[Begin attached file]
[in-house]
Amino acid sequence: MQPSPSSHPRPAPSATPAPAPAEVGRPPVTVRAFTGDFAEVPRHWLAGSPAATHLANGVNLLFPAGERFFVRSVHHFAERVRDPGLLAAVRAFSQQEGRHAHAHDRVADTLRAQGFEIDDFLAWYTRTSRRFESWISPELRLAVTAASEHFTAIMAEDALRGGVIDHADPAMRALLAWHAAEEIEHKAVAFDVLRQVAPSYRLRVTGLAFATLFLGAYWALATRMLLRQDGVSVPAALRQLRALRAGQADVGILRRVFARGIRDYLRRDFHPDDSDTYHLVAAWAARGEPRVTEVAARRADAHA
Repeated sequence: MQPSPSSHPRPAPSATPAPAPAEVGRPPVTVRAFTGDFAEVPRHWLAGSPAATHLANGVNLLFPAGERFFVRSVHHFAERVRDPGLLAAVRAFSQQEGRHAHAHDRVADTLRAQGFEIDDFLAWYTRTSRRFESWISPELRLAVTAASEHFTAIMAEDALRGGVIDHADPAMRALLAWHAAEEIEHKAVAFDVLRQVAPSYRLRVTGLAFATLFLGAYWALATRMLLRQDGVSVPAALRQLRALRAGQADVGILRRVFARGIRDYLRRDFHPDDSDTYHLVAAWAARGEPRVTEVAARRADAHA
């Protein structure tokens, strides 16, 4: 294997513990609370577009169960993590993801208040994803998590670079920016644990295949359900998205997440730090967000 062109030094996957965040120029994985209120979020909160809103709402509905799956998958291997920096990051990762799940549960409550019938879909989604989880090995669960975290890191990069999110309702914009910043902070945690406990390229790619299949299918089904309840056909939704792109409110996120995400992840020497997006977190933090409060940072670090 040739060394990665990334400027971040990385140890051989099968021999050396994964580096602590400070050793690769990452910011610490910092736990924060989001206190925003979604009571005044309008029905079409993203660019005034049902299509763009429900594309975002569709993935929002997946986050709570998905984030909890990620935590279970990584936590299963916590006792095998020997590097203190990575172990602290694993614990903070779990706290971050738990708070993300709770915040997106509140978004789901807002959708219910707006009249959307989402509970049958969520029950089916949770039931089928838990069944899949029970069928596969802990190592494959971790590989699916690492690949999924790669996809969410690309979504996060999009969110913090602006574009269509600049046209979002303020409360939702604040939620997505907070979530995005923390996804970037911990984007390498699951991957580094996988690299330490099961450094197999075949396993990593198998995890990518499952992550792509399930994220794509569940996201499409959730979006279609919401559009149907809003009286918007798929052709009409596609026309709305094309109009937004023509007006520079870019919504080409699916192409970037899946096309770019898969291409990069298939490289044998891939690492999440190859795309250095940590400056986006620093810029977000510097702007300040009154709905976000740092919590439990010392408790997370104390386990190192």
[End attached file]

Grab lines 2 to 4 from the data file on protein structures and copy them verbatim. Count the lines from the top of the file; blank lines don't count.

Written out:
Amino acid sequence: MQPSPSSHPRPAPSATPAPAPAEVGRPPVTVRAFTGDFAEVPRHWLAGSPAATHLANGVNLLFPAGERFFVRSVHHFAERVRDPGLLAAVRAFSQQEGRHAHAHDRVADTLRAQGFEIDDFLAWYTRTSRRFESWISPELRLAVTAASEHFTAIMAEDALRGGVIDHADPAMRALLAWHAAEEIEHKAVAFDVLRQVAPSYRLRVTGLAFATLFLGAYWALATRMLLRQDGVSVPAALRQLRALRAGQADVGILRRVFARGIRDYLRRDFHPDDSDTYHLVAAWAARGEPRVTEVAARRADAHA
Repeated sequence: MQPSPSSHPRPAPSATPAPAPAEVGRPPVTVRAFTGDFAEVPRHWLAGSPAATHLANGVNLLFPAGERFFVRSVHHFAERVRDPGLLAAVRAFSQQEGRHAHAHDRVADTLRAQGFEIDDFLAWYTRTSRRFESWISPELRLAVTAASEHFTAIMAEDALRGGVIDHADPAMRALLAWHAAEEIEHKAVAFDVLRQVAPSYRLRVTGLAFATLFLGAYWALATRMLLRQDGVSVPAALRQLRALRAGQADVGILRRVFARGIRDYLRRDFHPDDSDTYHLVAAWAARGEPRVTEVAARRADAHA
């Protein structure tokens, strides 16, 4: 294997513990609370577009169960993590993801208040994803998590670079920016644990295949359900998205997440730090967000 062109030094996957965040120029994985209120979020909160809103709402509905799956998958291997920096990051990762799940549960409550019938879909989604989880090995669960975290890191990069999110309702914009910043902070945690406990390229790619299949299918089904309840056909939704792109409110996120995400992840020497997006977190933090409060940072670090 040739060394990665990334400027971040990385140890051989099968021999050396994964580096602590400070050793690769990452910011610490910092736990924060989001206190925003979604009571005044309008029905079409993203660019005034049902299509763009429900594309975002569709993935929002997946986050709570998905984030909890990620935590279970990584936590299963916590006792095998020997590097203190990575172990602290694993614990903070779990706290971050738990708070993300709770915040997106509140978004789901807002959708219910707006009249959307989402509970049958969520029950089916949770039931089928838990069944899949029970069928596969802990190592494959971790590989699916690492690949999924790669996809969410690309979504996060999009969110913090602006574009269509600049046209979002303020409360939702604040939620997505907070979530995005923390996804970037911990984007390498699951991957580094996988690299330490099961450094197999075949396993990593198998995890990518499952992550792509399930994220794509569940996201499409959730979006279609919401559009149907809003009286918007798929052709009409596609026309709305094309109009937004023509007006520079870019919504080409699916192409970037899946096309770019898969291409990069298939490289044998891939690492999440190859795309250095940590400056986006620093810029977000510097702007300040009154709905976000740092919590439990010392408790997370104390386990190192």